The federal government is in the process of abolishing a powerful independent body that reviews government decisions on everything from child support to migration status. The Administrative Appeals Tribunal (AAT) is being replaced by a new body, the Administrative Review Tribunal (ART), at least in part because of concerns about political stacking.

Appointments to the AAT represent one of the most egregious examples of political stacking in Australia in recent years. However, there is currently no guarantee the new body won’t succumb to the same fate.

To build public confidence in the ART, the government must ensure a best-practice appointments process, at arm’s length from political interference.

Political appointments undermined the AAT

Appointments to the AAT were prestigious, powerful and very well paid (full-time members were paid between $207,310 and $530,630 per year). This made the tribunal an attractive target for political appointments – a nice job for a mate, a place to “park talent”, or perhaps a chance to return a favour.

In 2022, Grattan Institute research showed a staggering 20% of the AAT’s 320 tribunal members had a direct political connection to the government that appointed them. It is unlikely such a high proportion of former politicians, political advisers and party officials would emerge from a completely merit-based recruitment process.

Political appointments to the AAT grew in recent years, as the chart below shows. Many of these appointments were made in the lead-up to the 2019 and 2022 federal elections.

Political appointments to the AAT have increased in recent years

Politicisation of appointments to the AAT undermined the independence of this important expert body. Administrative merits review provides a critical check on government decisions to ensure they are right in all circumstances – recognising that routine government decisions can have a significant impact on people’s lives. Independence is vital to ensure public confidence in these decisions.

The new body must be squeaky clean

The government has decided to cut its losses and start again – creating a whole new tribunal.

In announcing this decision in December 2022, Attorney-General Mark Dreyfus said:

The AAT’s public standing has been irreversibly damaged as a result of the actions of the former government over the last nine years.

Given the government’s concerns about politicisation of the AAT, one would expect a best-practice appointments process for the new body. But the government’s bill to establish the ART leaves a lot of wriggle room on appointments.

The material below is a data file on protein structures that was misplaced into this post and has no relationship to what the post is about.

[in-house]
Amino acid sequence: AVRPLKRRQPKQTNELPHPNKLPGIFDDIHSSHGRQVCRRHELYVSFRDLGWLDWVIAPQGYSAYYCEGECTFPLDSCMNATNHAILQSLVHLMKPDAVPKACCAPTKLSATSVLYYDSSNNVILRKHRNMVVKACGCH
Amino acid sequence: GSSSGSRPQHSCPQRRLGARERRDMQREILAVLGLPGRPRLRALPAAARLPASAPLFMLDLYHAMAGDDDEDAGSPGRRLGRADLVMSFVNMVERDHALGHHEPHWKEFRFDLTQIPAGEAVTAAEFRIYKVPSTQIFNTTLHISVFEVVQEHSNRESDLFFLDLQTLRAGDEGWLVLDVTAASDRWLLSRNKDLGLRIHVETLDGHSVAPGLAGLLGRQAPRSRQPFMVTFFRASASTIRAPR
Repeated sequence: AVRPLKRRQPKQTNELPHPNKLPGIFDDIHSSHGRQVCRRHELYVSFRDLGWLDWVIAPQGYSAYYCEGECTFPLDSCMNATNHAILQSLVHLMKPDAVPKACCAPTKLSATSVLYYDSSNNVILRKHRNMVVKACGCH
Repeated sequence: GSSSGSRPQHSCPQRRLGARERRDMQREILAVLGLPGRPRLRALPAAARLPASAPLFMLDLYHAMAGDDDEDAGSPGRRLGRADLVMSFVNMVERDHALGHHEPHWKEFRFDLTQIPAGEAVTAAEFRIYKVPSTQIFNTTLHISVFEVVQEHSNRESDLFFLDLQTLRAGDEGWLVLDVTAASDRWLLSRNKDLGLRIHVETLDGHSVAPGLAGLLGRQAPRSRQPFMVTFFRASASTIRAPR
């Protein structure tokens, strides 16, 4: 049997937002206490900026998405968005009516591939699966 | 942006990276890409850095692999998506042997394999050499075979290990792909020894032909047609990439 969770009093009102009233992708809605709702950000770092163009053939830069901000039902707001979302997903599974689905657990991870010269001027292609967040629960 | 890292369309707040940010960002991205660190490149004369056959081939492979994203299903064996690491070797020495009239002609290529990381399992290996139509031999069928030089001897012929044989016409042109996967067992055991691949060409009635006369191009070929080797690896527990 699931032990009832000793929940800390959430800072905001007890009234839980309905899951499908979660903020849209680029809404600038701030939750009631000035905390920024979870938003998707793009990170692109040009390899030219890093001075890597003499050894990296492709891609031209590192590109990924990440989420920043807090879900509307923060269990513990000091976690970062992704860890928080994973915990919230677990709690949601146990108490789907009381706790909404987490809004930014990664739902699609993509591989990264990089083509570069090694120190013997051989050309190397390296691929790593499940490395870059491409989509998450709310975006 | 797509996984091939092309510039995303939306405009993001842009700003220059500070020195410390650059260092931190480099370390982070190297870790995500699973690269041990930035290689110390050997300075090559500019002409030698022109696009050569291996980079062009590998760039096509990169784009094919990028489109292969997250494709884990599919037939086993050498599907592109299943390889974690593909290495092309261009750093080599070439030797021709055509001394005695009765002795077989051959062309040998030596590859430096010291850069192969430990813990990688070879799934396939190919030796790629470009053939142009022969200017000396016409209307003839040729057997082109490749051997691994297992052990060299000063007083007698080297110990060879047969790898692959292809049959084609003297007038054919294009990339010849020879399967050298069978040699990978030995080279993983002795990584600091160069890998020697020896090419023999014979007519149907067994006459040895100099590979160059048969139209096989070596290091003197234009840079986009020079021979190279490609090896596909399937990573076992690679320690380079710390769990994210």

A best-practice appointments process

A 2022 Grattan Institute report recommended a better appointments process for all public boards, tribunals and statutory appointments (as shown below).

A better process for public appointments

Key recommendations are:

  • all public board, tribunal and statutory appointments should be advertised, along with the selection criteria for each position
  • an independent panel should do the shortlisting
  • the minister should choose from the shortlist, or redefine and republish the selection criteria, but should not directly select any candidate not shortlisted
  • a new public appointments commissioner should oversee the process and report to parliament.

The ART bill implements some elements of this process. Notably, it requires all positions to be advertised. But other elements are incomplete or absent.

The bill allows for a minister to establish an assessment panel but does not require an independent panel.

The minister must be “satisfied” a candidate “was assessed as suitable” through a “merit-based” process. “Merit-based” is defined in the bill, but not who makes the assessment.

And the new appointments process lacks the oversight of a public appointments commissioner who could report to parliament and provide further information on the process when questions inevitably rise about an appointment.

What should happen now

The government will need to negotiate to get its bill through the Senate, and a Senate committee is considering the bill.

The Coalition, Greens and cross-benchers in the Senate should be calling for a best-practice appointments process to ensure the ART doesn’t suffer its predecessor’s fate.

And if Labor is serious about cleaning up jobs for mates, it should look much further than the AAT. My research shows political appointments are common across many powerful, prestigious and well-paid public boards.

A best-practice appointments process for all public board, tribunal and statutory appointments would reduce jobs for mates, improve our institutions and ultimately enhance Australia’s political culture.

The Conversation

Kate Griffiths

Chief of Staff and Democracy Deputy Program Director
Kate Griffiths is Grattan Institute’s Chief of Staff and Deputy Program Director of the Democracy program. Kate completed her Masters in Science at the University of Oxford as a John Monash Scholar and holds an Honours degree in Science from the Australian National University.